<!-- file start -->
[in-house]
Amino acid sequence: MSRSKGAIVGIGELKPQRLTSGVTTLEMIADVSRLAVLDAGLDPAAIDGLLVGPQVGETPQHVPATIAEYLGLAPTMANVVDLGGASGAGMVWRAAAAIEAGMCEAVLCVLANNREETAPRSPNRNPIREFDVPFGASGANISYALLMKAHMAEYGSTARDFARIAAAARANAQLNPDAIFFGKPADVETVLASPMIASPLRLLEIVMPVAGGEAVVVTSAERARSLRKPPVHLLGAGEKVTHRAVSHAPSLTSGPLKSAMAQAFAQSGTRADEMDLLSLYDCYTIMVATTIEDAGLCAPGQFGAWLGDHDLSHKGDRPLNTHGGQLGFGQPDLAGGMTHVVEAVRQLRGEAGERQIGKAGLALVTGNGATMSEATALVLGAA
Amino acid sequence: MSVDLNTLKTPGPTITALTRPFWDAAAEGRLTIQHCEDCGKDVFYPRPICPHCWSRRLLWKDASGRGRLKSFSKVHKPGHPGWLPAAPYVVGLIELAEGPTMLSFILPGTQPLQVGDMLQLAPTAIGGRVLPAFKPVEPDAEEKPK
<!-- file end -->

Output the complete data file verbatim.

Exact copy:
[in-house]
Amino acid sequence: MSRSKGAIVGIGELKPQRLTSGVTTLEMIADVSRLAVLDAGLDPAAIDGLLVGPQVGETPQHVPATIAEYLGLAPTMANVVDLGGASGAGMVWRAAAAIEAGMCEAVLCVLANNREETAPRSPNRNPIREFDVPFGASGANISYALLMKAHMAEYGSTARDFARIAAAARANAQLNPDAIFFGKPADVETVLASPMIASPLRLLEIVMPVAGGEAVVVTSAERARSLRKPPVHLLGAGEKVTHRAVSHAPSLTSGPLKSAMAQAFAQSGTRADEMDLLSLYDCYTIMVATTIEDAGLCAPGQFGAWLGDHDLSHKGDRPLNTHGGQLGFGQPDLAGGMTHVVEAVRQLRGEAGERQIGKAGLALVTGNGATMSEATALVLGAA
Amino acid sequence: MSVDLNTLKTPGPTITALTRPFWDAAAEGRLTIQHCEDCGKDVFYPRPICPHCWSRRLLWKDASGRGRLKSFSKVHKPGHPGWLPAAPYVVGLIELAEGPTMLSFILPGTQPLQVGDMLQLAPTAIGGRVLPAFKPVEPDAEEKPK